# Is atan2 in the base?

is atan2 in the base? or is part of another package?

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Are you looking for two-argument atan? From the docs:

  atan(y)
atan(y, x)

Compute the inverse tangent of y or y/x, respectively.

For one argument, this is the angle in radians between the positive
x-axis and the point (1, y), returning a value in the interval
[-\pi/2, \pi/2].

For two arguments, this is the angle in radians between the positive
x-axis and the point (x, y), returning a value in the interval [-\pi, \pi].
This corresponds to a standard
atan2 (https://en.wikipedia.org/wiki/Atan2) function.

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Yes, I am aware of it. I am trying to get the angle of each element for a complex matrix (1024x1024). The results are bound to exceed the -pi/2 to pi/2 provided by atan. Atan2 should provide the -pi to pi range for the calculations I am performing.

I tried the atan(x,y) that comes with the base of Julia, but it cannot solve matrices. I get this error:
RROR: MethodError: no method matching atan(::Array{Float64,2}, ::Array{Float64,2})
Closest candidates are:
Stacktrace:
 top-level scope at none:0

Posted the question in Github, and I was told that I should use atan2.(y,x). In this case they made the point that it should have a period at the end of “atan2.”. Also, they sent me here because this was a question of usage, not an issue.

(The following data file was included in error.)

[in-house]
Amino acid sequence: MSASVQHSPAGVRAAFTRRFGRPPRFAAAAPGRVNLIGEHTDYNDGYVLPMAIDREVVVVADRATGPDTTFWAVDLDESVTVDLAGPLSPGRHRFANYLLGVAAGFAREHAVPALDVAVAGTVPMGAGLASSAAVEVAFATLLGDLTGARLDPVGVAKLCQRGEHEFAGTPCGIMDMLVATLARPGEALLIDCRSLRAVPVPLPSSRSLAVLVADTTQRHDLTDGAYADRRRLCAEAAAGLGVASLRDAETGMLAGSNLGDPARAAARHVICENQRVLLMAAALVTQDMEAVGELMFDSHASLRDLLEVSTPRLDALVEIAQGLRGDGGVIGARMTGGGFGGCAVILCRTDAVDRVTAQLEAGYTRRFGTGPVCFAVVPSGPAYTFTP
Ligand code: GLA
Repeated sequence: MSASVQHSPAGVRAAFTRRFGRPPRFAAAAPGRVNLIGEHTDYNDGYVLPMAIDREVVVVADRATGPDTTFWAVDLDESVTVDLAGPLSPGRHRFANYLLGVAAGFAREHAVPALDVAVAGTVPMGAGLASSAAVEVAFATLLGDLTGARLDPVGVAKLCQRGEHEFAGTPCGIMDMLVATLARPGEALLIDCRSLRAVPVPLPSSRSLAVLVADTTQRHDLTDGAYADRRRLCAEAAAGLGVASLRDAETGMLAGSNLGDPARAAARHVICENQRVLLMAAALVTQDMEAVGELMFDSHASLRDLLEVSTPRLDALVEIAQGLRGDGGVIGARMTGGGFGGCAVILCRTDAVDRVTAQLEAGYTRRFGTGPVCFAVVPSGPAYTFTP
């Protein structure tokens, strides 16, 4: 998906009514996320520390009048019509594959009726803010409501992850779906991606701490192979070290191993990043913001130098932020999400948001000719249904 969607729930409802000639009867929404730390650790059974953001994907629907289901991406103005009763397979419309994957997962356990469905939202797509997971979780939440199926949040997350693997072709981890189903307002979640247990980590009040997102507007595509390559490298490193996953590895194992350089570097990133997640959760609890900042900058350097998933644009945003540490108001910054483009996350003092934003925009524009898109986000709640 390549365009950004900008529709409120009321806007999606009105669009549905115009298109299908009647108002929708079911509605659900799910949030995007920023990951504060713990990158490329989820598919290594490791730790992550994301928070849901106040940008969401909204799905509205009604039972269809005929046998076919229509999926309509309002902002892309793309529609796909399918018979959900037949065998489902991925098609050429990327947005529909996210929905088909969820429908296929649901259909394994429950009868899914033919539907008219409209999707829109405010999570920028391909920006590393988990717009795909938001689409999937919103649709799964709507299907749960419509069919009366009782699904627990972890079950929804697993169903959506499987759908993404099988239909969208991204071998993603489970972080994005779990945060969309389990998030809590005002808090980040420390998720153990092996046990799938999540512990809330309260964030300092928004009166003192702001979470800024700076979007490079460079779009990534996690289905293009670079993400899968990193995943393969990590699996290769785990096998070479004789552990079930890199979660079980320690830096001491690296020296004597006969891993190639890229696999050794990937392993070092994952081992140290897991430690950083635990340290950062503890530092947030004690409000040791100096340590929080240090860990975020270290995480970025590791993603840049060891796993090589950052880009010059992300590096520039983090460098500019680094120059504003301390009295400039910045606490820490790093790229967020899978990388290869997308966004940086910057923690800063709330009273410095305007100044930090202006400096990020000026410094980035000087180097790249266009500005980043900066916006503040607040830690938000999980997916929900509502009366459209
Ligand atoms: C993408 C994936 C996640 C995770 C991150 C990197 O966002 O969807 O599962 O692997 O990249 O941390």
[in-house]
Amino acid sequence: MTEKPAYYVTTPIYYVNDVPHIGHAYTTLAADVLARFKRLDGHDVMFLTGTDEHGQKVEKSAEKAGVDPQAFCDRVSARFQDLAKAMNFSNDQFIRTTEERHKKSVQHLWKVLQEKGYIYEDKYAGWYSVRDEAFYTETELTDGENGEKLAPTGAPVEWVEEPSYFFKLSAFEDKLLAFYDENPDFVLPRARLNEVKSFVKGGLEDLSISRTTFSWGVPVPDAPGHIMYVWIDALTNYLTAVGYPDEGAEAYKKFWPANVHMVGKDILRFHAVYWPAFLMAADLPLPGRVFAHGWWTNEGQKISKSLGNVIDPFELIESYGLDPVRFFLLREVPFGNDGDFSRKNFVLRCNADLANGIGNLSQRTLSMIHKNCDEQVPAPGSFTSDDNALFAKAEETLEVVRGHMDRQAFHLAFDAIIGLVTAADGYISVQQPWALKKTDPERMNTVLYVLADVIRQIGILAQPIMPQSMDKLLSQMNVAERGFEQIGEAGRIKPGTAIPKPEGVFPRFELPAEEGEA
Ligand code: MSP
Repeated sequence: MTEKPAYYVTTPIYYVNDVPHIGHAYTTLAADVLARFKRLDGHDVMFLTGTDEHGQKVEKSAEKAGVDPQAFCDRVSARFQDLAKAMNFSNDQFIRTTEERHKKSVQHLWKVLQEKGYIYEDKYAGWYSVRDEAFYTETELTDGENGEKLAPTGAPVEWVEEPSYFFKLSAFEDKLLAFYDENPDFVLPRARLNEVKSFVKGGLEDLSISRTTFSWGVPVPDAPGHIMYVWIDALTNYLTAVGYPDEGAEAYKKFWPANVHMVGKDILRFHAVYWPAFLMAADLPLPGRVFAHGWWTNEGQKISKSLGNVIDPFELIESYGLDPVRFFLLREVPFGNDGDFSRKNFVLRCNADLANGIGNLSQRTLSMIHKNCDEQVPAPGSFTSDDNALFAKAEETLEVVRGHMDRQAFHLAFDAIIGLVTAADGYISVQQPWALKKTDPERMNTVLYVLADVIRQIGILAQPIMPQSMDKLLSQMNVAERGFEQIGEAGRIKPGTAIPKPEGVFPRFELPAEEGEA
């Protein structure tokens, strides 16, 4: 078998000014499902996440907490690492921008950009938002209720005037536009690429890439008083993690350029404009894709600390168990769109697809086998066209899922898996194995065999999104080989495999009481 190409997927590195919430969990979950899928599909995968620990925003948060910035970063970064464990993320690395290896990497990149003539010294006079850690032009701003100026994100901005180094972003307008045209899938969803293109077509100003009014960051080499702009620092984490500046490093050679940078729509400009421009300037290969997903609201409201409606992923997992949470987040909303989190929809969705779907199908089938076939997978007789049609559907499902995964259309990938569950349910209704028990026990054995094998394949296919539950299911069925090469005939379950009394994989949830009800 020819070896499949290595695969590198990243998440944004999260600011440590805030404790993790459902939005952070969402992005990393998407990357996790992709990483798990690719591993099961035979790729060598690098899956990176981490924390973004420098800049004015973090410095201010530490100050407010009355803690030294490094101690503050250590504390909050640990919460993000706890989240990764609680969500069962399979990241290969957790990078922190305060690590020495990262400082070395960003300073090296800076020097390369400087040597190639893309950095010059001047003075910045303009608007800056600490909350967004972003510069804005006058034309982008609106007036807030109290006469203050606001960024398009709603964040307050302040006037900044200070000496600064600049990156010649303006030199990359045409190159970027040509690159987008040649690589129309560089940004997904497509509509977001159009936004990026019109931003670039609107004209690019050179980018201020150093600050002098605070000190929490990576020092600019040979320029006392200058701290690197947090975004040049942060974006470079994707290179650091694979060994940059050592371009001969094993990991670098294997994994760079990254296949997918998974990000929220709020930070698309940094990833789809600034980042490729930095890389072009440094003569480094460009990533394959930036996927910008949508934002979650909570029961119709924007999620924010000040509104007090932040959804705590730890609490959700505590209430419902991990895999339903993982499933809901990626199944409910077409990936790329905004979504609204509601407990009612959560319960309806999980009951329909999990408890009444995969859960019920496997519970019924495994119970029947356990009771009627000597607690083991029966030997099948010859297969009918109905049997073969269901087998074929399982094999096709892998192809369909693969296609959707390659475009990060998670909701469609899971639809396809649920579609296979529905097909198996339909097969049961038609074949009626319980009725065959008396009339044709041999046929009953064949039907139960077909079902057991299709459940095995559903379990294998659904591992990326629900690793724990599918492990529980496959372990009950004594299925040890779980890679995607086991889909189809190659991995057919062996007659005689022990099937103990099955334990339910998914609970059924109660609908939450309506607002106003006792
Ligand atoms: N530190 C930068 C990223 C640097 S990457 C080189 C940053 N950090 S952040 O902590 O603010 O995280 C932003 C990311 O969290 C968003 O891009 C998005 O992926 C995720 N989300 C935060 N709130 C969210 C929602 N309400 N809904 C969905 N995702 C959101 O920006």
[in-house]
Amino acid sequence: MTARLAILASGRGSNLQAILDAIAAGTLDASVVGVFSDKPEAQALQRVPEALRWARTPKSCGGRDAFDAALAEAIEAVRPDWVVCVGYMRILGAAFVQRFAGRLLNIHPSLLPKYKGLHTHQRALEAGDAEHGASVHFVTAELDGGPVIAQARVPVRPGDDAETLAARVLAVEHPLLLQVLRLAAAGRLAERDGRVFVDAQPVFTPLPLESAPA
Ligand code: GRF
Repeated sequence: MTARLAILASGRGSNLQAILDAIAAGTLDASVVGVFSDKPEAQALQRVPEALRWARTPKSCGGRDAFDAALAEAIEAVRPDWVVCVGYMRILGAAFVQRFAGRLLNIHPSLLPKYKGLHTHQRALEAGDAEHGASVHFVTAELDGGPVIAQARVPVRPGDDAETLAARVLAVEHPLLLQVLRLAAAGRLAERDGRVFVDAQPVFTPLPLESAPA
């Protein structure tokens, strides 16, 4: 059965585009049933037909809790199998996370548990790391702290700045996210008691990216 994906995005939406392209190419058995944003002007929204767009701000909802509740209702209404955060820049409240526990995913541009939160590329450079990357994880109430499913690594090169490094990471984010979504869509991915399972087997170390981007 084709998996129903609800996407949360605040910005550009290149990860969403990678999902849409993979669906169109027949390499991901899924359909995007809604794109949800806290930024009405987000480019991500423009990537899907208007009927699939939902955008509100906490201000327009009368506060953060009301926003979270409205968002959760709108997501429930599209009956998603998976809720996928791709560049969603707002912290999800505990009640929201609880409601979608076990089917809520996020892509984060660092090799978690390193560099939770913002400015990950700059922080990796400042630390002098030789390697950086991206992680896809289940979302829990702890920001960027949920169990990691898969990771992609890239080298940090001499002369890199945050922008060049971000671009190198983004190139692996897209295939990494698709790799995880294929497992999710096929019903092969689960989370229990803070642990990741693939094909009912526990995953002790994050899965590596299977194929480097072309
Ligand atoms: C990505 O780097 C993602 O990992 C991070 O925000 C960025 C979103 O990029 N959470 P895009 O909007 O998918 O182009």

I tried atan2(y,x) with single elements, or atan2.(y,x) with matrices and I get:
ERROR: UndefVarError: atan2 not defined
Stacktrace:
 top-level scope at none:0

So I am to assume that I don’t have the correct package for atan2; I was misdirected; or there is problem with my version of Julia.

Thanks.

Is angle.(x) what you’re looking for?

2 Likes

Yes, that works. Thank you.

Is there some documentation where it is explained when to use the “.”?
atan doesn’t need it to work on matrices, and some of the comments online were talking of “atan2” and “atan2.” which don’t work.

Any way, Thank you again.

Thanks for the “angle.” one too, that works even better.

Edit: this is even better https://docs.julialang.org/en/v1/manual/functions/#man-vectorized-1

Short answer is that the dot “broadcasts” any function across elements of the arguments, kind of like auto-vectorizing it. Note btw that atan(::Matrix) is not computing element-wise arc tangent. If you type ?atan to get the docs you’ll see it explained that its doing the “the inverse matrix tangent of a square matrix A.”

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Shorter answer is that the . applies functions “pointwise” or elementwise. Instead of acting on a matrix as a whole, it acts on each individual element. There’s more to broadcast, but with 1-argument functions that’s it.

A great example is this square function:

julia> square(x) = x*x
square (generic function with 1 method)

julia> square([1 2; 3 4])
2×2 Array{Int64,2}:
7  10
15  22

julia> square.([1 2; 3 4])
2×2 Array{Int64,2}:
1   4
9  16


If you call square(A) directly with a matrix, it’ll compute the matrix-matrix product. If you call square.(A), then it’ll compute the squares of each element individually.

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Great. Thanks. I’ll have to try all of those, and need to read more.